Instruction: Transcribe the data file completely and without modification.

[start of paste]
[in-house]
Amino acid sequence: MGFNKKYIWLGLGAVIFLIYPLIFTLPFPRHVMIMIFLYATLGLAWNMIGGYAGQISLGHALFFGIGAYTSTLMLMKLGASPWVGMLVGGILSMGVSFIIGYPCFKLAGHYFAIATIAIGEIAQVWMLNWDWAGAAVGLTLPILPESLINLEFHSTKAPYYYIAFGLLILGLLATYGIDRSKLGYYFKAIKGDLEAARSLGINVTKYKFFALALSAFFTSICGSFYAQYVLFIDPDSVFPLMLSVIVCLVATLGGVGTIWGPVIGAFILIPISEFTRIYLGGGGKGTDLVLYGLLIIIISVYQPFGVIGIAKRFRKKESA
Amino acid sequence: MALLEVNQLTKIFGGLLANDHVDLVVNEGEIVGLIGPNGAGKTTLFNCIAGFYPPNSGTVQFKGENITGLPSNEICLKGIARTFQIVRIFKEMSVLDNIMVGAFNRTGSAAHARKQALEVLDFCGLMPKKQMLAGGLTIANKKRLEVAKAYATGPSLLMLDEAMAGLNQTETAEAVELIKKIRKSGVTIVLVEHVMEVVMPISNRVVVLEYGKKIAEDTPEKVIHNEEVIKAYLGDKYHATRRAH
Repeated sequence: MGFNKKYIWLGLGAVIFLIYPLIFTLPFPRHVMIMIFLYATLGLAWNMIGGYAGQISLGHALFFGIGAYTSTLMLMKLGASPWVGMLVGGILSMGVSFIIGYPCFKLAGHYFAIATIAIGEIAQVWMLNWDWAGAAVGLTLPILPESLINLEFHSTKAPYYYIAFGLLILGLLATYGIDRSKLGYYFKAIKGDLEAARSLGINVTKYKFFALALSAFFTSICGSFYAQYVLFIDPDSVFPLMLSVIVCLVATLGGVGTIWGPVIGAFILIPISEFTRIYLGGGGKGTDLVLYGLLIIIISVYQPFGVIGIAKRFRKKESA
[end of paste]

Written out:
[in-house]
Amino acid sequence: MGFNKKYIWLGLGAVIFLIYPLIFTLPFPRHVMIMIFLYATLGLAWNMIGGYAGQISLGHALFFGIGAYTSTLMLMKLGASPWVGMLVGGILSMGVSFIIGYPCFKLAGHYFAIATIAIGEIAQVWMLNWDWAGAAVGLTLPILPESLINLEFHSTKAPYYYIAFGLLILGLLATYGIDRSKLGYYFKAIKGDLEAARSLGINVTKYKFFALALSAFFTSICGSFYAQYVLFIDPDSVFPLMLSVIVCLVATLGGVGTIWGPVIGAFILIPISEFTRIYLGGGGKGTDLVLYGLLIIIISVYQPFGVIGIAKRFRKKESA
Amino acid sequence: MALLEVNQLTKIFGGLLANDHVDLVVNEGEIVGLIGPNGAGKTTLFNCIAGFYPPNSGTVQFKGENITGLPSNEICLKGIARTFQIVRIFKEMSVLDNIMVGAFNRTGSAAHARKQALEVLDFCGLMPKKQMLAGGLTIANKKRLEVAKAYATGPSLLMLDEAMAGLNQTETAEAVELIKKIRKSGVTIVLVEHVMEVVMPISNRVVVLEYGKKIAEDTPEKVIHNEEVIKAYLGDKYHATRRAH
Repeated sequence: MGFNKKYIWLGLGAVIFLIYPLIFTLPFPRHVMIMIFLYATLGLAWNMIGGYAGQISLGHALFFGIGAYTSTLMLMKLGASPWVGMLVGGILSMGVSFIIGYPCFKLAGHYFAIATIAIGEIAQVWMLNWDWAGAAVGLTLPILPESLINLEFHSTKAPYYYIAFGLLILGLLATYGIDRSKLGYYFKAIKGDLEAARSLGINVTKYKFFALALSAFFTSICGSFYAQYVLFIDPDSVFPLMLSVIVCLVATLGGVGTIWGPVIGAFILIPISEFTRIYLGGGGKGTDLVLYGLLIIIISVYQPFGVIGIAKRFRKKESA